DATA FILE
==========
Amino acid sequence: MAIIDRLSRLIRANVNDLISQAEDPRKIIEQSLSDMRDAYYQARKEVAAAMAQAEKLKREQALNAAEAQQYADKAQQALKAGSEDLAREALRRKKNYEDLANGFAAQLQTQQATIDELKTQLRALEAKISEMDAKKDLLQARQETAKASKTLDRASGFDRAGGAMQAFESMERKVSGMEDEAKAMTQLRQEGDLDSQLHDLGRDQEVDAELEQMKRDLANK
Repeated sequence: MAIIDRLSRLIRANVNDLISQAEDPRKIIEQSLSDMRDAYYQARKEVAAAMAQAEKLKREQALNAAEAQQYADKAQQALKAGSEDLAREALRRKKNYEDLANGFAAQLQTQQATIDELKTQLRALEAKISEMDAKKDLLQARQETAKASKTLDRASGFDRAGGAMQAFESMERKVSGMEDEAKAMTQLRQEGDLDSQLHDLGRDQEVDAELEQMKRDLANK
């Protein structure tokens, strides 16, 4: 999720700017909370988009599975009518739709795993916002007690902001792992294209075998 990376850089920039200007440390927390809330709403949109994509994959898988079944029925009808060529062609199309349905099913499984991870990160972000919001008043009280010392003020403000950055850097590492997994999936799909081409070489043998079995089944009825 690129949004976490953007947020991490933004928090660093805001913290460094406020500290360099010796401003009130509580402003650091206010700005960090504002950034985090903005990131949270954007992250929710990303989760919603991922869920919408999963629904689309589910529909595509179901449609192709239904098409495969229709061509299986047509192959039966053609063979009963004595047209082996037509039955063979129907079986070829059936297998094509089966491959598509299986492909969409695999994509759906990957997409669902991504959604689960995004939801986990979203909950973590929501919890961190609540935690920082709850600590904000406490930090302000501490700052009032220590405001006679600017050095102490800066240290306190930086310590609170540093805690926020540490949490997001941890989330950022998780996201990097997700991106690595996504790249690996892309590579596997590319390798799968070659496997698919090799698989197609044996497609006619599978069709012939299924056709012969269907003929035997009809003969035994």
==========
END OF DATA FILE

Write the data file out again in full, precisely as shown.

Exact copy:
Amino acid sequence: MAIIDRLSRLIRANVNDLISQAEDPRKIIEQSLSDMRDAYYQARKEVAAAMAQAEKLKREQALNAAEAQQYADKAQQALKAGSEDLAREALRRKKNYEDLANGFAAQLQTQQATIDELKTQLRALEAKISEMDAKKDLLQARQETAKASKTLDRASGFDRAGGAMQAFESMERKVSGMEDEAKAMTQLRQEGDLDSQLHDLGRDQEVDAELEQMKRDLANK
Repeated sequence: MAIIDRLSRLIRANVNDLISQAEDPRKIIEQSLSDMRDAYYQARKEVAAAMAQAEKLKREQALNAAEAQQYADKAQQALKAGSEDLAREALRRKKNYEDLANGFAAQLQTQQATIDELKTQLRALEAKISEMDAKKDLLQARQETAKASKTLDRASGFDRAGGAMQAFESMERKVSGMEDEAKAMTQLRQEGDLDSQLHDLGRDQEVDAELEQMKRDLANK
């Protein structure tokens, strides 16, 4: 999720700017909370988009599975009518739709795993916002007690902001792992294209075998 990376850089920039200007440390927390809330709403949109994509994959898988079944029925009808060529062609199309349905099913499984991870990160972000919001008043009280010392003020403000950055850097590492997994999936799909081409070489043998079995089944009825 690129949004976490953007947020991490933004928090660093805001913290460094406020500290360099010796401003009130509580402003650091206010700005960090504002950034985090903005990131949270954007992250929710990303989760919603991922869920919408999963629904689309589910529909595509179901449609192709239904098409495969229709061509299986047509192959039966053609063979009963004595047209082996037509039955063979129907079986070829059936297998094509089966491959598509299986492909969409695999994509759906990957997409669902991504959604689960995004939801986990979203909950973590929501919890961190609540935690920082709850600590904000406490930090302000501490700052009032220590405001006679600017050095102490800066240290306190930086310590609170540093805690926020540490949490997001941890989330950022998780996201990097997700991106690595996504790249690996892309590579596997590319390798799968070659496997698919090799698989197609044996497609006619599978069709012939299924056709012969269907003929035997009809003969035994």